Baseball Toaster Cub Town
Sandberg and the Hall
2005-01-04 11:04
by Derek Smart

My favorite Cub player of all time is Ryne Sandberg. It has an awful lot to do with timing, as the onset of this chronic disease I'll call Cubfanitis coincides very closely with his debut in blue pinstripes. His emergence in 1984, leading Chicago to their first postseason appearance since 1945 was a seminal moment, not just in my fandom, but in recent Cub history.

Yet it wasn't just the success that was attractive - not merely the surprising power at the plate, the smooth elegance in the field - it was his manner, his shyness, the sense of vague discomfort at the attention he received that I always found endearing. Despite his being a Major League ballplayer, a professional athlete, he seemed like someone you could meet in your local diner; reading the paper, eating ham and eggs.

I hesitate to use the phrase "everyman" - besides being hackneyed, it's a stunningly inappropriate description of a man whose skills were elite among the elite. "Everyman" doesn't win the MVP at 24. "Everyman" doesn't win 9 Gold Gloves. "Everyman" isn't named to 10 consecutive All-Star teams. He may have looked like a regular guy, he may have lacked superstar charisma, he may have been uncomfortable with his fame, but he was not everyman. He was special.

Which is why I'm so happy that he's finally been voted into the Hall of Fame. Election on the third ballot isn't a terribly long wait, there are some who have arguably better cases whose rightful induction is still being delayed well beyond that point - Ron Santo and Bert Blyleven being chief among them - so perhaps the word "finally" is a tad overwrought.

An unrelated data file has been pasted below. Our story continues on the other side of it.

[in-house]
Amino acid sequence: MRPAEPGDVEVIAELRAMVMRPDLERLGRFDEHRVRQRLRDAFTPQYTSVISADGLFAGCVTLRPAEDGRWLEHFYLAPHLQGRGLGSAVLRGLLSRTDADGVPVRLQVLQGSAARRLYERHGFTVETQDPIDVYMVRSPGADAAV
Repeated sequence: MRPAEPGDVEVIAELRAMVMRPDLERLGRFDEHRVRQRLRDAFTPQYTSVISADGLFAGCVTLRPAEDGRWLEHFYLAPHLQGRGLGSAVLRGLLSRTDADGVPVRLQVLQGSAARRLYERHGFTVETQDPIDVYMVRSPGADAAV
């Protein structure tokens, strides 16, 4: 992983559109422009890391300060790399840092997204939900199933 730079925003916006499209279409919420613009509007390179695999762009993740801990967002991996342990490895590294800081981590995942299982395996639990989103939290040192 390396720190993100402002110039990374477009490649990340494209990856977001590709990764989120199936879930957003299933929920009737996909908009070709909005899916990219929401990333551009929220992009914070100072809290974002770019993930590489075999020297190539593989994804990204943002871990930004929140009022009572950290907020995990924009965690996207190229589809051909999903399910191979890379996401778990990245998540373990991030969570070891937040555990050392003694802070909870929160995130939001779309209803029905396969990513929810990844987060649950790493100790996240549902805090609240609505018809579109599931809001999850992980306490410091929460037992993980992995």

Yet, I'm of the mind that a man worthy of being called a Hall of Famer is worthy at the moment his career has ended. There is no sensible waiting period, no need to indicate degrees of prowess or designate a class system within an already hallowed institution. Either you belong or you don't, and further delineation is fruitless and petty.

So I say "finally" because in a perfect world, no Hall-worthy player should have to wait beyond the initial five years. Ryne Sandberg was a Hall of Famer when he retired for good after the 1997 season, he was a Hall of Famer when he became eligible in January 2003, and now, thankfully, he can officially say with pride and conviction, "I am a Hall of Famer."

Congratulations, Ryno, and thanks for all the memories!

Comment status: comments have been closed. Baseball Toaster is now out of business.